Rick Rodriguez is the president and general manager of Qubo, which provides a kids programming block to Ion Media Networks (formerly Paxson Communications), NBC Universal and Telemundo. Rodriguez spent much of his career at Discovery Communications, where he oversaw the launch of Discovery Kids for Latin America and other international markets as executive vice president for content. In 2003, he was named executive vice president and general manager of Travel Channel. A year later he left to start his own consulting firm and production company. He spoke recently with Multichannel News contributor Luis Clemens about Qubo and its planned future as a digital broadcast network. An edited transcript follows:
MCN: Where did the name Qubo come from and what does it mean?
Rick Rodriguez: Qubo is an invented name. I guess the idea was to come up with a name that sounded fun and would be evocative to children. We’ve taken the name and have tried to bring it to life in terms of the logo for the network. We see the channel as kind of a toy block or a building block for children.
MCN: Was it important to come up with a name that vaguely worked in English and Spanish?
RR: Yeah, it was. Although, if I had been around I am not sure that I would have settled on Qubo. [Laughter] I think we are pleased with it. The reaction we have heard thus far from children has been very positive.
MCN: How did the whole project come about?
RR: Qubo is a cooperative venture between five different companies and depending on which partner you ask they all came up with it first and then went to the others. Basically, each of them saw a need for this kind of programming: educational, values-based programming.
MCN: Tell me about the plans for the digital broadcast network.
RR: It will be a multicast channel but the idea is to do something besides terrestrial distribution. The goal is to also distribute via cable and satellite. We’ve already begun conversations with the various platforms about carriage. In addition, we will have a pretty robust offering on the Internet and via broadband.
Once we launch the digital platform towards the end of this year, beginning of next year, it will be a 24-hour service.
MCN: Is the plan to always translate the children’s shows for Telemundo or are there plans to produce shows specifically for Telemundo in Spanish?
RR: That’s certainly what we’ve started with but the goal is actually to do more than that. I think everybody realizes the significance of the Hispanic audience and particularly in children’s programming it hasn’t actually been exploited to the degree it might be. Over time the goal would be to have really unique programming that is really targeted at the U.S. Hispanic audience. That is not necessarily in Spanish, it could be in English but the idea is to target that group of children.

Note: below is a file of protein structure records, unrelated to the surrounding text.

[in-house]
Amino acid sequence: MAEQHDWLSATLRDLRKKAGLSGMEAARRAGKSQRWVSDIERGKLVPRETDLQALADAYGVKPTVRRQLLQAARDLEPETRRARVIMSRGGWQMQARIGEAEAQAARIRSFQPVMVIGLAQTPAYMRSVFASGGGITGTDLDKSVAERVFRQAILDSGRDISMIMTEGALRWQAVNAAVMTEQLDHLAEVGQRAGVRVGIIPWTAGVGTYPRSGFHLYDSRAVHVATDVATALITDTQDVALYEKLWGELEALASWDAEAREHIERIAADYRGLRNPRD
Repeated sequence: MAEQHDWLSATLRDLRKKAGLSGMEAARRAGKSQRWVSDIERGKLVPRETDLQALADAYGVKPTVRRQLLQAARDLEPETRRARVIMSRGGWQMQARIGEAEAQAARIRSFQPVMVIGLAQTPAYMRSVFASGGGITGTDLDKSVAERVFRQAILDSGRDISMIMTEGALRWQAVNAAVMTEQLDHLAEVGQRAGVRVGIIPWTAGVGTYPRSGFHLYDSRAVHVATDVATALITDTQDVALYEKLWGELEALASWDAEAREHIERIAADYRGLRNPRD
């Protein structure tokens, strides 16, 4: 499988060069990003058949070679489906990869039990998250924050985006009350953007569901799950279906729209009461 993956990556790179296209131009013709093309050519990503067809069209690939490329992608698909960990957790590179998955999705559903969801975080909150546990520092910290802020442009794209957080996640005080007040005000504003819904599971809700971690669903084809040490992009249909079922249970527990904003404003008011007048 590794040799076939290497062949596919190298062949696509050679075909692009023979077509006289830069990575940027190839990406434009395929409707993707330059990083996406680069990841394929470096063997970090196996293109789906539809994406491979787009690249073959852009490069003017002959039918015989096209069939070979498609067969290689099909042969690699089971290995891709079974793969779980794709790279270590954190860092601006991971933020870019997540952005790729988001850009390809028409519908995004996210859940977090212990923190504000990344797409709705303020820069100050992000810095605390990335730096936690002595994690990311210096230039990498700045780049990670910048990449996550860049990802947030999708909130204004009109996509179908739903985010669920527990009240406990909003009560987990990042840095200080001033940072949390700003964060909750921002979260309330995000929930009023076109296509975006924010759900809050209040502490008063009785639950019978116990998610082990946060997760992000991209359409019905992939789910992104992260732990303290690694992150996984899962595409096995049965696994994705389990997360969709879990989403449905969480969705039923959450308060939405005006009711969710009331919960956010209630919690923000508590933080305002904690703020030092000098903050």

MCN: You said that Hispanic children’s programming hasn’t really been fully exploited. What do you mean by that?
RR: Certainly, Univision and Telemundo have been in this marketplace for a very long time, but they really haven’t devoted significant resources to develop any kind of original content for children. So, again, we just think it is a tremendous opportunity, a very underserved market. If you are looking purely in the U.S. English-language space it is a much, much more crowded play. In the case of Spanish-language television I just think it is a lot more open field.
It is a challenge. It is a very, very tall order to develop quality content.
The idea really is to try to look at it not purely as Spanish-language programming for Spanish-speaking children. But also to try and bridge this gap between the two so Spanish-speaking children can learn English and English-speaking children can learn Spanish.
MCN: What is the relative importance of Hispanic children as part of the overall children’s audience?
RR: Clearly, there is this huge group of children that are going to be coming to America and growing up in America. The opportunity is vast and the need is great. It is just wonderful to see all of these companies recognize the importance of it and are keen to target [Hispanic children] directly and help them live the American dream.